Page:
Finn-tober Fest continues for the third year

Joseph Strong '25, Staff Writer

Jamie Baker

The Finn It Forward organization is hosting the third annual Finn-tober Fest which includes running and walking events. Founder Jamie Baker will help host the Finn-tober Fest on October 22, and the money raised through the event goes to an LGBTQ community center.

“Spreading kindness, love and equality is our mission,” Baker said.

According to Baker, the event began with tragic death of Finn Huston ’22, who was in a fatal car-related accident on October 10, 2019. In Finn’s memory, the event began.

“He had a really kind heart,” Baker said. “(Huston) looked out for the people that he could see kind of struggling.”

The Finn It Forward organization also provides scholarships to students, mostly to Grosse Pointe South seniors, specifically those in the German program.

“We do scholarships for kids doing the German exchange program but due to Covid, all of that has been (put) on hold,” Baker said. “But we want to start up again.”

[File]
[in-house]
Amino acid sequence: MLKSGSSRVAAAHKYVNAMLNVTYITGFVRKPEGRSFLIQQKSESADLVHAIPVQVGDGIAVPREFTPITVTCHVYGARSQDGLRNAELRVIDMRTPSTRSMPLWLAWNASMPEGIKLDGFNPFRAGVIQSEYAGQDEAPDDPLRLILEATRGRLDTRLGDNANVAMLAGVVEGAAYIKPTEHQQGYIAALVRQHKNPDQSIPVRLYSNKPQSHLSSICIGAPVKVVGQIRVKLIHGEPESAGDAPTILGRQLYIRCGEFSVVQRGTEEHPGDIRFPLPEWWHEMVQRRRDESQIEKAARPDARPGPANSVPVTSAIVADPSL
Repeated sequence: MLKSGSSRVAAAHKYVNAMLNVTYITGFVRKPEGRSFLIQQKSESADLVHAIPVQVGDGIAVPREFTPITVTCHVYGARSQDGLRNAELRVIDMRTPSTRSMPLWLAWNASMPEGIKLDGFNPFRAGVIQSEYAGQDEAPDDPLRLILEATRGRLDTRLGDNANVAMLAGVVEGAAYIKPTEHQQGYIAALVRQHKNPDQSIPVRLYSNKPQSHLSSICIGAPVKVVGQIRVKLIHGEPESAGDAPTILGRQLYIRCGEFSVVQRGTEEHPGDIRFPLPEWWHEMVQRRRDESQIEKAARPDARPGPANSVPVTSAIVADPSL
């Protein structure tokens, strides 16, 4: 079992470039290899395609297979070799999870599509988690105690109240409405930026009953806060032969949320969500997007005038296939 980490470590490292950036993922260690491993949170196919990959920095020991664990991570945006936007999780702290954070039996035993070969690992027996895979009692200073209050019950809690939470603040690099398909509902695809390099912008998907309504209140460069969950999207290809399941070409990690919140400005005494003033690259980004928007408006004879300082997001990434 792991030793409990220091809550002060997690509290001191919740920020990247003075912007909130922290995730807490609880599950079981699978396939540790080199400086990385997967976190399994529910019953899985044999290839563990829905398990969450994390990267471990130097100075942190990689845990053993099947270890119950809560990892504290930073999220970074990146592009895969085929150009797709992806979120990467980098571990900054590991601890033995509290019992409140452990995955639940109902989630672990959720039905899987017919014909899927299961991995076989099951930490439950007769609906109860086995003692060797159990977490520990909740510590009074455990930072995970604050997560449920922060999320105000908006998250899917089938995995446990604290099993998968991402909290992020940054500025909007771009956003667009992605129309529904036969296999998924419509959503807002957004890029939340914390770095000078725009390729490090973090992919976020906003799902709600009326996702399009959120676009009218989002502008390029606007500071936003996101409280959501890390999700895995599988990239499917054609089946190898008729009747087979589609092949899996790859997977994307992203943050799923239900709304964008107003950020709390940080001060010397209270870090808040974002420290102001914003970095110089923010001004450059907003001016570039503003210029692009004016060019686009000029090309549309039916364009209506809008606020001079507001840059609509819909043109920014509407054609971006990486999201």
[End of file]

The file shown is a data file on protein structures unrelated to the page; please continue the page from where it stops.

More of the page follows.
Science teacher Shelly Rothenbuhler helps organize the Finn-tober Fest with Baker. She had a close relationship with Huston, who was on her first science olympiad team.

“I actually still think of him often,” Rothenbuhler said. “He was really special and anything that we can do to support his cause and remember him is really important.”

There are three events relating to the Finn-tober Fest- the 4 mile run, 2 mile walk and an obstacle course. The routes for the races are going to be mostly unchanged, sticking in the neighborhood south of Jefferson and around the Patterson Park area. The obstacle course may replace the T-rex relay, which will be relocated from Trombly to Patterson.

“It should be a fun location,” Rothenbuhler said. “It’s going to be good to see what they do with that.”

Last year, there were around 150-200 people participating in the races, but it was hard to count because there was no defined starting line. People can still sign up for the Finn-tober Fest on the Finn it Forward website.

“Our organization is out there to carry (out) what [Huston] was doing,” Baker said. “I hope that people will slow down and see others as people and try to find a common ground.”